Rafter Fiction: Stay Out of the Sun

a0347922589_10

Rafter Fiction is short stories based on songs by Rafter. I am starting the series with the songs from his newest album, “Terrestrial Extras”.  This is the fifth song, “Stay Out of the Sun.” Buy the album here

I had to be creative to find something to eat for breakfast and had to settle for a heel from the last of the bread and the last scrapes of butter. The toaster had not been working for a while so it was not even toasted, but butter bread was the only choice. I sat in silence and slowly chewed each bite, trying to make it last. This was the last thing in the house to eat besides butter and mustard and milk that expired much too long ago for me to even do a whiff test. I thought about opening the blinds, to see if the sun was too bright. I was able to crack them just a little bit before I saw too much and shut them again.
I did the only thing to do. I called my mom. She did not answer on the first or second or third ring. I imagined her staring at the phone, my number lit up and her hesitating to answer. Finally her voice, a little soft, a little irritated. “Hello.”
“Mom.”
“David. I was wondering when you were going to call.”
“Yeah.”
“Let me guess. You’re out of food, and you want me to bring you some.”
“I have money.”
“I know. Why don’t you get one of those delivery services to bring you groceries again?”
“We’ve been through this.”
“Yeah.” A few years ago, when I did trust the delivery services, my house was broken into the night after the groceries was delivered. It was not coincidence that the people who broke into my house were the same type of young white kids with hip haircuts and skinny jeans that deliver groceries. I was convinced one of the kids I chased out the back door with a baseball bat was the same kid that delivered my eggs and milk earlier that day. From then on, I really could not trust anybody, especially the delivery service who told me the person who delivered my groceries that day was female. I told them they were wrong, that it couldn’t have been a female that broke into my house, and they all but hung up on me. I was still convinced that it was a guy that delivered the food, but then again, the more that I think about it, the hazier it became. My mom says, “You can try to get a different service.”
“You know they all work together. I’m sure they would come back and see that I’m still here by myself, still a target. I can’t risk it. Besides. You know exactly what I like.”
“Yeah. But I have my book club meeting today at five. It will have to be after that.”
“I don’t have anything at all to eat. Can’t you come before the meeting?”
“David,” my mom said with a sigh, and that was the only answer she gave me.
After verifying the things I needed, we hung up, and I sat at my computer to do some programming work. My boss understood that I worked better at home and had no problem only communicating through email and Skype. I did tell her that I didn’t leave the house much, and she thought this was acceptable as long as I did good work. I did not tell her that after she agreed to let me strictly work from home, I had not left the house in three years.
I mean what was the point? Outside was horrific. There was not a day that went by without someone getting shot. There was not a single day when the news showed some garbage that happened that that reassures me to stay. Being away from people was the best prospect. I had everything that I needed here, and I was content.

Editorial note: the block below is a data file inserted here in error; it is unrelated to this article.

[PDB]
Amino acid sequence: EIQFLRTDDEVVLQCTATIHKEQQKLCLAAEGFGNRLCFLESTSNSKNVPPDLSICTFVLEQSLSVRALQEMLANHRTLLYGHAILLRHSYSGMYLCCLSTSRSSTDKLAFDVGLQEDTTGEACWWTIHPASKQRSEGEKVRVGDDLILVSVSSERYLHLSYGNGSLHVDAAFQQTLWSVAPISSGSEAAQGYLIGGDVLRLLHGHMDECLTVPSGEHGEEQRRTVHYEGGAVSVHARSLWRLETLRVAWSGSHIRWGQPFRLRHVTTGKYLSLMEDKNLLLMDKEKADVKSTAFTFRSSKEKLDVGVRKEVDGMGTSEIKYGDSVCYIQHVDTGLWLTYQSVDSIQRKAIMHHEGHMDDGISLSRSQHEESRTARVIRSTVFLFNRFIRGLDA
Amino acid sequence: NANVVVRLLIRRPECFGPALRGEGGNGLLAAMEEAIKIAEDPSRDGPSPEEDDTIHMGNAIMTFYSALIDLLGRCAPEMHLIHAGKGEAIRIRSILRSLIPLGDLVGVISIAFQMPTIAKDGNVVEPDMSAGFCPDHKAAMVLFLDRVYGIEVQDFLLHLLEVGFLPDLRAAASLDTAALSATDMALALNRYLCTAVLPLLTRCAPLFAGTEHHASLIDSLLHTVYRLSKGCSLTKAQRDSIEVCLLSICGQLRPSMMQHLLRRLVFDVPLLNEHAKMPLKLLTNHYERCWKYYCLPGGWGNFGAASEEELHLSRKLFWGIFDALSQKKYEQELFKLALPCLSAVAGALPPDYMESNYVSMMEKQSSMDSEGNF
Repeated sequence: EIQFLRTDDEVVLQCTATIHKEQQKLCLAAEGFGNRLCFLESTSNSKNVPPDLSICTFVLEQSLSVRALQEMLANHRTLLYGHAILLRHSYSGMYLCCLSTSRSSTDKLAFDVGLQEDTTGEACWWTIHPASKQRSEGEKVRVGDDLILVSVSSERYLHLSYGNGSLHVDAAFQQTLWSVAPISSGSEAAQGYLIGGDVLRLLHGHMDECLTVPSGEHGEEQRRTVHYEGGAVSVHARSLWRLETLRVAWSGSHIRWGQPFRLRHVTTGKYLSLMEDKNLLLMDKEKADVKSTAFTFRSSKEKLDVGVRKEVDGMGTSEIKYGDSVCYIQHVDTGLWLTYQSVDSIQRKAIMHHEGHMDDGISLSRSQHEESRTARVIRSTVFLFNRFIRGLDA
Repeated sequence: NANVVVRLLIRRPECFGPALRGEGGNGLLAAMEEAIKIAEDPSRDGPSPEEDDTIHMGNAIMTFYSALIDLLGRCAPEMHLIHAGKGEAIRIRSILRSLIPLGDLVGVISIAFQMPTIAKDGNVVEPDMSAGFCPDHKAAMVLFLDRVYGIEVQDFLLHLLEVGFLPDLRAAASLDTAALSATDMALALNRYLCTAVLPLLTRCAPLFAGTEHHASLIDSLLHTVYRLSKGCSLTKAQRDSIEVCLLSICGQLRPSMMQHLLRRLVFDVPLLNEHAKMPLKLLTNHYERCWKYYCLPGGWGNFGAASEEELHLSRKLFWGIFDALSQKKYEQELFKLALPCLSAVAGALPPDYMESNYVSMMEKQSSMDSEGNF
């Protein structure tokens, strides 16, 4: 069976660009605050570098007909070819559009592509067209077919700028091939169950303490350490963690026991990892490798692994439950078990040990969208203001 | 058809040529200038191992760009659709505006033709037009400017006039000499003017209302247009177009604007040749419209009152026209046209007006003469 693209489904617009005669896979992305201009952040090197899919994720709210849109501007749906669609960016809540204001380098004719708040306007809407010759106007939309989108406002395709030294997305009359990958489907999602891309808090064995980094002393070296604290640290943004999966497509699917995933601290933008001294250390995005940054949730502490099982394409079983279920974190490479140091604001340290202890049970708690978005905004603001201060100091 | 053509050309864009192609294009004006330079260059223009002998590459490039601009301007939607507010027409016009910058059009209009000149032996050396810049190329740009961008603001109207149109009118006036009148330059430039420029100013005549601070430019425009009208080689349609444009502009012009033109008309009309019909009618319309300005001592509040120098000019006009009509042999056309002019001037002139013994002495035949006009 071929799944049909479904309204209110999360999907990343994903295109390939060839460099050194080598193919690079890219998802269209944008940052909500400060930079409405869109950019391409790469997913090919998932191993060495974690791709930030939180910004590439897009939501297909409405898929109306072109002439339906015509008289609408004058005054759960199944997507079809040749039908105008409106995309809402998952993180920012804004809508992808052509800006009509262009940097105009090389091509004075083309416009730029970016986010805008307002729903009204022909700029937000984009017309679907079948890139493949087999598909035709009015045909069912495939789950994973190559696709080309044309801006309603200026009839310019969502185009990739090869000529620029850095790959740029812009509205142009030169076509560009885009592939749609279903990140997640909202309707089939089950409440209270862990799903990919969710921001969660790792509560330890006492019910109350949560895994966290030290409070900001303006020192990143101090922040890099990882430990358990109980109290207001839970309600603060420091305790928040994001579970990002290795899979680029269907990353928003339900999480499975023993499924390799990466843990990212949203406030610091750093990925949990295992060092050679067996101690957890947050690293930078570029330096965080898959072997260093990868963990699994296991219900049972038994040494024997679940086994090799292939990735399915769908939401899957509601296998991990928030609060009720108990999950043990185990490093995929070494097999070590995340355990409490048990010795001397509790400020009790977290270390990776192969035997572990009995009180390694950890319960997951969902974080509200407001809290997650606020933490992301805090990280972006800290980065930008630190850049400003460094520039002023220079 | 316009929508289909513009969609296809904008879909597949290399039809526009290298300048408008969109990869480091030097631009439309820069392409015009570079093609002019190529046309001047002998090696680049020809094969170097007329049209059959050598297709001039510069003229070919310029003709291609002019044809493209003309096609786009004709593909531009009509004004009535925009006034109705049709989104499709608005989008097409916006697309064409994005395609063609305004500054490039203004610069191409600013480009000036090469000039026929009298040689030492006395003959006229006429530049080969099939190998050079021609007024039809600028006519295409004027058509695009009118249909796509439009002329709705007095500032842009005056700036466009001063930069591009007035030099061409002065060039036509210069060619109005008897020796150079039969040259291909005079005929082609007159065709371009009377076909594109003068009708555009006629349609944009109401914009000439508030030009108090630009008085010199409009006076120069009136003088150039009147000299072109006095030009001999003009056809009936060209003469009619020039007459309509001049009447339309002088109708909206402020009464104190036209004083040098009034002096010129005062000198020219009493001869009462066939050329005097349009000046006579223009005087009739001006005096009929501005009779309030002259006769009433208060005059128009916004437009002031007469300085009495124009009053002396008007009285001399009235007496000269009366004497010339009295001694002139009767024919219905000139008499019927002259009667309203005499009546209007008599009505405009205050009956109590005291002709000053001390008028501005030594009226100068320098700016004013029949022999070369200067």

I worked for a few hours, and I watched a movie. It was 3 o’clock before my mom called. My stomach was growling. “Hello.”
“I’m at the store now. Is there anything else you need?”
“Not really.”
“I haven’t bought soap in while.”
I tried to remember the last time I showered two days in a row. “I guess I can use some.”
“I’ll be there in about a half hour.”
This time between her telling me she was coming and her actual arrival was the most anxious part of my life. This was why I always let all of my food run out before I called her. What if something happened to her between the grocery store and my house? What if she was in a wreck or was jumped by a gang of street urchins? What if she decided that this time she was not going to help me and was saying that she was coming but was actually was still at her house, reading a book and laughing at her helpless son? I pulled the blinds back in the living room and sat on the couch as much as I could. I tried to focus on the television, but this was not possible. I could not stop running scenarios through my head, ways that she was not going to be able to get me food. Finally by the time she pulled into the drive, I was a ball of anxiety, waiting for her at the window.
My mom came up the front walk with ten or eleven bags on her arms. I cracked open the door while she stepped on the front porch. I reached my hands out and she transferred the bags to me. “Want me to come in?” she asked.
I felt so much relief. “That’s okay.”
“You really need to get your yard mowed.”
“I know. I’ll call that guy.”
“Can I come in?”
“No,” I said. “Not right now.” She looked disappointed in me. “Thank you though.”
“Okay,” she said. She turned around and started walking down the front steps.
I said, “Be careful out there.” She said something in return, but I did not hear it because I was already closing the door.

This entry was posted in Rafter Fiction, Uncategorized and tagged , , . Bookmark the permalink.

Leave a Reply

Fill in your details below or click an icon to log in:

WordPress.com Logo

You are commenting using your WordPress.com account. Log Out /  Change )

Google photo

You are commenting using your Google account. Log Out /  Change )

Twitter picture

You are commenting using your Twitter account. Log Out /  Change )

Facebook photo

You are commenting using your Facebook account. Log Out /  Change )

Connecting to %s